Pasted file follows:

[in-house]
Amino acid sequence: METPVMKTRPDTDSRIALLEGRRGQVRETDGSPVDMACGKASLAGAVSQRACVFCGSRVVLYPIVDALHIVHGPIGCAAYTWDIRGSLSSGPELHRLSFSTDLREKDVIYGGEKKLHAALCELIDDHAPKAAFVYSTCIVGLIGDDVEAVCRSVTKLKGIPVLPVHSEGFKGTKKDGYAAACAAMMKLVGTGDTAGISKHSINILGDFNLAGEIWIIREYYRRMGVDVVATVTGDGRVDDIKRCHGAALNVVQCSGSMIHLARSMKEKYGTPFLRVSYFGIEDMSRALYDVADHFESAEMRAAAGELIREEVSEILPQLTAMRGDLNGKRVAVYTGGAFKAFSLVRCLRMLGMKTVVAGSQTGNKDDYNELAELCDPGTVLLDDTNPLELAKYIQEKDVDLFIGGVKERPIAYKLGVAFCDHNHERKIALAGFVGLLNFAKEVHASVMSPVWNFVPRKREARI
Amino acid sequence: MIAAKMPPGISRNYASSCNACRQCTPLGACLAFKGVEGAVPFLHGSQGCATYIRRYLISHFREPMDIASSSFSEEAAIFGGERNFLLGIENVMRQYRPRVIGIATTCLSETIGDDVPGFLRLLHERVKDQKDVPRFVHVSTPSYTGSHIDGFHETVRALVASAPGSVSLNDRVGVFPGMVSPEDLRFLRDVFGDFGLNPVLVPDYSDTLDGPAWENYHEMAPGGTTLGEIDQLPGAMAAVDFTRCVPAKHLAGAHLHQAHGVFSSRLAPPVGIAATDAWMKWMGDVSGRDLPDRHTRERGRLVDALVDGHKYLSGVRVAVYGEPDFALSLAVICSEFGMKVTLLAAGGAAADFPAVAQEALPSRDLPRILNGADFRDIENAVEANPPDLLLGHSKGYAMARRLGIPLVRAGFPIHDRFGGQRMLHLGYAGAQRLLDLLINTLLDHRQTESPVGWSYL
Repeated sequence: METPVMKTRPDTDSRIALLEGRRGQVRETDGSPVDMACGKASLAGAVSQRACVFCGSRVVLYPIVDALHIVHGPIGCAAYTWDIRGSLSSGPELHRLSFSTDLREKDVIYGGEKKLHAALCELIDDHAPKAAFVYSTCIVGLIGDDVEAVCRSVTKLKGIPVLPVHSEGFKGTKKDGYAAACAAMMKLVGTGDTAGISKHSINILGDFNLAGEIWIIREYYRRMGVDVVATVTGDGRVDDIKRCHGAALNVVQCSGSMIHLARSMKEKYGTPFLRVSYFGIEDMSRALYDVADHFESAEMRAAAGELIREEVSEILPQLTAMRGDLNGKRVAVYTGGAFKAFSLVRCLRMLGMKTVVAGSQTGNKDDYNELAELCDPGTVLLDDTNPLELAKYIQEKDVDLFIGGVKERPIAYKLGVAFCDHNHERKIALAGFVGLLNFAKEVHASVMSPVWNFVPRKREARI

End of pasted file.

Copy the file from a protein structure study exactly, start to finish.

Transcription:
[in-house]
Amino acid sequence: METPVMKTRPDTDSRIALLEGRRGQVRETDGSPVDMACGKASLAGAVSQRACVFCGSRVVLYPIVDALHIVHGPIGCAAYTWDIRGSLSSGPELHRLSFSTDLREKDVIYGGEKKLHAALCELIDDHAPKAAFVYSTCIVGLIGDDVEAVCRSVTKLKGIPVLPVHSEGFKGTKKDGYAAACAAMMKLVGTGDTAGISKHSINILGDFNLAGEIWIIREYYRRMGVDVVATVTGDGRVDDIKRCHGAALNVVQCSGSMIHLARSMKEKYGTPFLRVSYFGIEDMSRALYDVADHFESAEMRAAAGELIREEVSEILPQLTAMRGDLNGKRVAVYTGGAFKAFSLVRCLRMLGMKTVVAGSQTGNKDDYNELAELCDPGTVLLDDTNPLELAKYIQEKDVDLFIGGVKERPIAYKLGVAFCDHNHERKIALAGFVGLLNFAKEVHASVMSPVWNFVPRKREARI
Amino acid sequence: MIAAKMPPGISRNYASSCNACRQCTPLGACLAFKGVEGAVPFLHGSQGCATYIRRYLISHFREPMDIASSSFSEEAAIFGGERNFLLGIENVMRQYRPRVIGIATTCLSETIGDDVPGFLRLLHERVKDQKDVPRFVHVSTPSYTGSHIDGFHETVRALVASAPGSVSLNDRVGVFPGMVSPEDLRFLRDVFGDFGLNPVLVPDYSDTLDGPAWENYHEMAPGGTTLGEIDQLPGAMAAVDFTRCVPAKHLAGAHLHQAHGVFSSRLAPPVGIAATDAWMKWMGDVSGRDLPDRHTRERGRLVDALVDGHKYLSGVRVAVYGEPDFALSLAVICSEFGMKVTLLAAGGAAADFPAVAQEALPSRDLPRILNGADFRDIENAVEANPPDLLLGHSKGYAMARRLGIPLVRAGFPIHDRFGGQRMLHLGYAGAQRLLDLLINTLLDHRQTESPVGWSYL
Repeated sequence: METPVMKTRPDTDSRIALLEGRRGQVRETDGSPVDMACGKASLAGAVSQRACVFCGSRVVLYPIVDALHIVHGPIGCAAYTWDIRGSLSSGPELHRLSFSTDLREKDVIYGGEKKLHAALCELIDDHAPKAAFVYSTCIVGLIGDDVEAVCRSVTKLKGIPVLPVHSEGFKGTKKDGYAAACAAMMKLVGTGDTAGISKHSINILGDFNLAGEIWIIREYYRRMGVDVVATVTGDGRVDDIKRCHGAALNVVQCSGSMIHLARSMKEKYGTPFLRVSYFGIEDMSRALYDVADHFESAEMRAAAGELIREEVSEILPQLTAMRGDLNGKRVAVYTGGAFKAFSLVRCLRMLGMKTVVAGSQTGNKDDYNELAELCDPGTVLLDDTNPLELAKYIQEKDVDLFIGGVKERPIAYKLGVAFCDHNHERKIALAGFVGLLNFAKEVHASVMSPVWNFVPRKREARI